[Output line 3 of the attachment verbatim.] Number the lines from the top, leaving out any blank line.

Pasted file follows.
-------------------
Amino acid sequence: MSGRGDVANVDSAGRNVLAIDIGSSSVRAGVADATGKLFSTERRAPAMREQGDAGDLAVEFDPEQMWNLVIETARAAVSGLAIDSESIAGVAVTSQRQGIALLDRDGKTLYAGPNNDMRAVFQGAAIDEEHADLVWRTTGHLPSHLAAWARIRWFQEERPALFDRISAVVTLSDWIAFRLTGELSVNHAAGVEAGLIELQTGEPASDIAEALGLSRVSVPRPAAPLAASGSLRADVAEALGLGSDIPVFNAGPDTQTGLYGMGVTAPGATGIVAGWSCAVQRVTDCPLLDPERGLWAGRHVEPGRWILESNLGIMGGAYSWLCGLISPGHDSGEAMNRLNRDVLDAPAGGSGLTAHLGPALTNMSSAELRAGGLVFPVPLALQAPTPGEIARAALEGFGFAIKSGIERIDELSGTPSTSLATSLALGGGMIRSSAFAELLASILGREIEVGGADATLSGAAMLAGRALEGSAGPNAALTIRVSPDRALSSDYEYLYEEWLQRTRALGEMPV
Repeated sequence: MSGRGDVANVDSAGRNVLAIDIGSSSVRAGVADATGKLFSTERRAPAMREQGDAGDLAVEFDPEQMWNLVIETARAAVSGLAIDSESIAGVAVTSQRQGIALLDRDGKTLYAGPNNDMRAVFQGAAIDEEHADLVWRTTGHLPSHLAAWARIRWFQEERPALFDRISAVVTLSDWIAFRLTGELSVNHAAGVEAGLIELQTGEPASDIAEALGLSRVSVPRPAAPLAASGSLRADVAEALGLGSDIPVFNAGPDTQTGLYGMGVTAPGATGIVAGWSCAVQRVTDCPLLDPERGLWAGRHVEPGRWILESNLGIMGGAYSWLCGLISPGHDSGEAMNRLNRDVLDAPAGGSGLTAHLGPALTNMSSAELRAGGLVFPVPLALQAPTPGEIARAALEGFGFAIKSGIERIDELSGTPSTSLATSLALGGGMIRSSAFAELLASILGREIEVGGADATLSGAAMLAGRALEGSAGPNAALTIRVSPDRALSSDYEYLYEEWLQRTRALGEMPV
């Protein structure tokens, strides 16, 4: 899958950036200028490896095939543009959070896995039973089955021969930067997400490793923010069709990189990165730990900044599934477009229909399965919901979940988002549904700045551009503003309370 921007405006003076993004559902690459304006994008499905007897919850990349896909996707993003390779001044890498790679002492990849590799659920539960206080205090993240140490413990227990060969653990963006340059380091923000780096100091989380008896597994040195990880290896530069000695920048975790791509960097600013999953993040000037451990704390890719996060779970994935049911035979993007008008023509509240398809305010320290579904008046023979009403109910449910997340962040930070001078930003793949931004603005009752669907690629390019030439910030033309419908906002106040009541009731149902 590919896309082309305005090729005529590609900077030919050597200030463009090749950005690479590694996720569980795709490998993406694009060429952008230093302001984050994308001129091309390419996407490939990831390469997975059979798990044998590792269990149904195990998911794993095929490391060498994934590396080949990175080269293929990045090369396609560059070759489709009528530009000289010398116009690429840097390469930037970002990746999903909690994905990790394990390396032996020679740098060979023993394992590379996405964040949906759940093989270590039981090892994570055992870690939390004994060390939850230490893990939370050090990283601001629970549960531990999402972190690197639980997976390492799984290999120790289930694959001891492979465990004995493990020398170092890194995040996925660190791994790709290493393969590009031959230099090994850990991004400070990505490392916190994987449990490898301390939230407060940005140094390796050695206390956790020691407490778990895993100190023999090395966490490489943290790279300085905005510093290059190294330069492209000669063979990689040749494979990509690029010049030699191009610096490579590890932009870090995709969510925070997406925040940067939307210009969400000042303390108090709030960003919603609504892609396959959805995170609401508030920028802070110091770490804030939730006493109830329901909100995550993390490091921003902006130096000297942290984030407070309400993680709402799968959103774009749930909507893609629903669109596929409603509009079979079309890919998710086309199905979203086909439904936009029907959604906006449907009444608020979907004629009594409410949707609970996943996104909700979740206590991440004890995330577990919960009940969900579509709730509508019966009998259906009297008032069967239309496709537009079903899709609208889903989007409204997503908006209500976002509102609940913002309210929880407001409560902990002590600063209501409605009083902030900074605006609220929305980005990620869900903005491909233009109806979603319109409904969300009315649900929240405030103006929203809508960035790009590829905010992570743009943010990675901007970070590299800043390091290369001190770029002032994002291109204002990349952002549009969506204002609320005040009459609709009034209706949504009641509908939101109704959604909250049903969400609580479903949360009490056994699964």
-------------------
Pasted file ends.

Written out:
């Protein structure tokens, strides 16, 4: 899958950036200028490896095939543009959070896995039973089955021969930067997400490793923010069709990189990165730990900044599934477009229909399965919901979940988002549904700045551009503003309370 921007405006003076993004559902690459304006994008499905007897919850990349896909996707993003390779001044890498790679002492990849590799659920539960206080205090993240140490413990227990060969653990963006340059380091923000780096100091989380008896597994040195990880290896530069000695920048975790791509960097600013999953993040000037451990704390890719996060779970994935049911035979993007008008023509509240398809305010320290579904008046023979009403109910449910997340962040930070001078930003793949931004603005009752669907690629390019030439910030033309419908906002106040009541009731149902 590919896309082309305005090729005529590609900077030919050597200030463009090749950005690479590694996720569980795709490998993406694009060429952008230093302001984050994308001129091309390419996407490939990831390469997975059979798990044998590792269990149904195990998911794993095929490391060498994934590396080949990175080269293929990045090369396609560059070759489709009528530009000289010398116009690429840097390469930037970002990746999903909690994905990790394990390396032996020679740098060979023993394992590379996405964040949906759940093989270590039981090892994570055992870690939390004994060390939850230490893990939370050090990283601001629970549960531990999402972190690197639980997976390492799984290999120790289930694959001891492979465990004995493990020398170092890194995040996925660190791994790709290493393969590009031959230099090994850990991004400070990505490392916190994987449990490898301390939230407060940005140094390796050695206390956790020691407490778990895993100190023999090395966490490489943290790279300085905005510093290059190294330069492209000669063979990689040749494979990509690029010049030699191009610096490579590890932009870090995709969510925070997406925040940067939307210009969400000042303390108090709030960003919603609504892609396959959805995170609401508030920028802070110091770490804030939730006493109830329901909100995550993390490091921003902006130096000297942290984030407070309400993680709402799968959103774009749930909507893609629903669109596929409603509009079979079309890919998710086309199905979203086909439904936009029907959604906006449907009444608020979907004629009594409410949707609970996943996104909700979740206590991440004890995330577990919960009940969900579509709730509508019966009998259906009297008032069967239309496709537009079903899709609208889903989007409204997503908006209500976002509102609940913002309210929880407001409560902990002590600063209501409605009083902030900074605006609220929305980005990620869900903005491909233009109806979603319109409904969300009315649900929240405030103006929203809508960035790009590829905010992570743009943010990675901007970070590299800043390091290369001190770029002032994002291109204002990349952002549009969506204002609320005040009459609709009034209706949504009641509908939101109704959604909250049903969400609580479903949360009490056994699964």